A diet of tomatoes and weeds fuels Gazan protests

Spilling sweet, hot tea from the glass he is holding, Mustafa Hamarneh lurches up from sitting cross-legged on a piece of cardboard and stalks off. Suddenly he returns, displaying a brown plastic bag stuffed with the leaves and stalks of a cress-like plant that grows wild in the Gaza Strip. He plans to take the greens home to feed his family.

"Animals eat this," he growls.

An elderly man with bristly white stubble on his chin, Mr. Hamarneh sits down again, and all around him sweaty, scruffy men nod their heads in empathy. One offers a recipe for the cress: "You mix it with tomatoes."

The economic despair of the Palestinians has reached a new low: People are eating weeds.

Hamarneh and the others stand and sit under a green-and-white tarp stretched over a frame they have put up in an empty lot. Unemployed for nearly two years, these and other Gazan workers have begun to put their frustration on display, mounting demonstrations and spending their days in protest tents.

In most societies, economic angst this severe would guarantee political turmoil. But among the Palestinians, the dictum of the Clinton years needs a rewrite: it's the intifada, stupid.

While Hamarneh and his jobless brethren are angry with Yasser Arafat's Palestinian Authority (PA) for doing too little to help them, they insist their movement isn't political.

Mr. Arafat's main internal opponent, the Islamic Resistance Movement or Hamas, is expanding its provision of food to the poor, but downplays the political import. Hamas's first priority, explains spokesman Ismail Abu Shanab, is to support the fight against Israel. "Without this aid," he says, "people will suffer more and won't promote the intifada."

The Gaza Strip is the home of more than a million Palestinians, most of them poor. Its main refugee camp, a sprawling cement thicket called Jabaliya, is twice as densely populated as Manhattan. The Palestinian Central Bureau of Statistics (PCBS) estimated in February that nearly 85 percent of the population of Gaza lives in poverty.

The outbreak of Israeli-Palestinian hostilities in September 2000 broadsided the local economy. Gazans were barred from entering Israel to work, sell their goods, or make deals with their Israeli counterparts.

The UN has maintained its support for Gazans who are refugees and their descendants. The PA has more or less continued to pay its clerks, policemen, and officials.

But for those in the private sector, the conflict has brought economic disaster. The PCBS says the median monthly household income in Gaza has dropped 56 percent since the intifada began.

Hassan Hasanein, a construction worker, hasn't been allowed into Israel since 1995 – he says the Israelis have never told him why – but until the intifada started he was able to earn money within Gaza. He drove a cab and found the odd construction job.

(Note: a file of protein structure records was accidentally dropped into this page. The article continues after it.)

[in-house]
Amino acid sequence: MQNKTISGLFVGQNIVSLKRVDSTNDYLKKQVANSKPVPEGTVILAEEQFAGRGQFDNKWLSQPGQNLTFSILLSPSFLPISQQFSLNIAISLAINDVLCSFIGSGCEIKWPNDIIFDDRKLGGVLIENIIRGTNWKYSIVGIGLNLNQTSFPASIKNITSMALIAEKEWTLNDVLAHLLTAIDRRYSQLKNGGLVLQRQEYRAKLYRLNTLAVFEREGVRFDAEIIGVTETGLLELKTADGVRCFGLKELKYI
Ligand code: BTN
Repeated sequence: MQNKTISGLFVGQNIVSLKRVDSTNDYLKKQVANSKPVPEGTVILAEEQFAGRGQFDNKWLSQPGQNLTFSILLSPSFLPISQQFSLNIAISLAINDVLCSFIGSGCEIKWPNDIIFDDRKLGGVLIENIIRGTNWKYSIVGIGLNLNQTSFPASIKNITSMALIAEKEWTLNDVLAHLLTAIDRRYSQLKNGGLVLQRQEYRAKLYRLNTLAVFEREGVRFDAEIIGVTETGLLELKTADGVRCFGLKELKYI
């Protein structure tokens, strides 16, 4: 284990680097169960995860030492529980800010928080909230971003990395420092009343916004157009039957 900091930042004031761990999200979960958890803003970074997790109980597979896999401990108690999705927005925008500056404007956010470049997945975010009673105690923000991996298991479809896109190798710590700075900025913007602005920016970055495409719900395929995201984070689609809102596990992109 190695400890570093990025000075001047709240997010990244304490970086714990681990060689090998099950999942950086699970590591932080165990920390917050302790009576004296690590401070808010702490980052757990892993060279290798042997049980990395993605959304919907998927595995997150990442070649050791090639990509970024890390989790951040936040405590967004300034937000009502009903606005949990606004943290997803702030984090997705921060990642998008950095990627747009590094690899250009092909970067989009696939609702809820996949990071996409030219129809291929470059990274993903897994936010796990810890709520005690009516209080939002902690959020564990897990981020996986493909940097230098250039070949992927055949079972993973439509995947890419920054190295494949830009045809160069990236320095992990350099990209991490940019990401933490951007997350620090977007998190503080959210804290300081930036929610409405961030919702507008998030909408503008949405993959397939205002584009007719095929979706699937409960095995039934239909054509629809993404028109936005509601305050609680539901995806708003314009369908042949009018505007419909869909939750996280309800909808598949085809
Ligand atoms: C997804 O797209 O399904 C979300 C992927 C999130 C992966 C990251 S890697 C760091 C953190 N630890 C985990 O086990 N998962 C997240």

But those opportunities dried up with the unrest. First he sold his wife's gold jewelry, partly for food money and partly to add a room to his house. Then, last year, a bank gave him a $5,000 loan so his wife could open a hair salon.

The business failed. "People here don't have enough to eat, much less have their hair cut," he says. Much of the money went for food.

He says he can't pay school fees or utility bills, and when one of his 11 children asks him for a shekel to buy something in the market, he has to refuse. The family eats cheaply: bread, beans, lentils, potatoes, olives. As for meat, he says, "we see it." That they do. There is a butcher shop in front of the house.

Today Mr. Hasanein is putting his energies into the protest movement, insisting that the PA create jobs or at least provide subsidies for the unemployed. But he refuses to say which political faction he supports and says the movement is exclusively focused on getting help for unemployed workers.

Only when he is pressed does his apolitical stance weaken. If Arafat does indeed organize elections, as he has promised, and if Hasanein's situation still has not improved by then, he says, "maybe I won't vote."

Rasem al-Bayari, president of the Palestine General Federation of Trade Unions in Gaza, faults the PA for not responding to the Federation's appeal for financial help for the unemployed.

By his own calculation, jobless workers need a monthly subsidy of $100. But the Federation has been able to provide only occasional grants in that amount, relying mainly on donations from foreign trade unions. During the nearly 22 months since the crisis began, most union members have received the grants twice, some only once, and some three or four times.

Mr. al-Bayari resists the suggestion that the federation should agitate against the PA or that Arafat should pay a political price for not doing more for the unemployed. "Everybody knows Israel is responsible," he says.

Sheikh Ahmed al-Kurd, who runs an Islamic charity in Gaza that distributes food to the poor, says the workers' protests are "humanitarian," not political. "Those people are not looking for Hamas or Fatah or Islamic Jihad" – the main Palestinian political factions – "but for an end to occupation."

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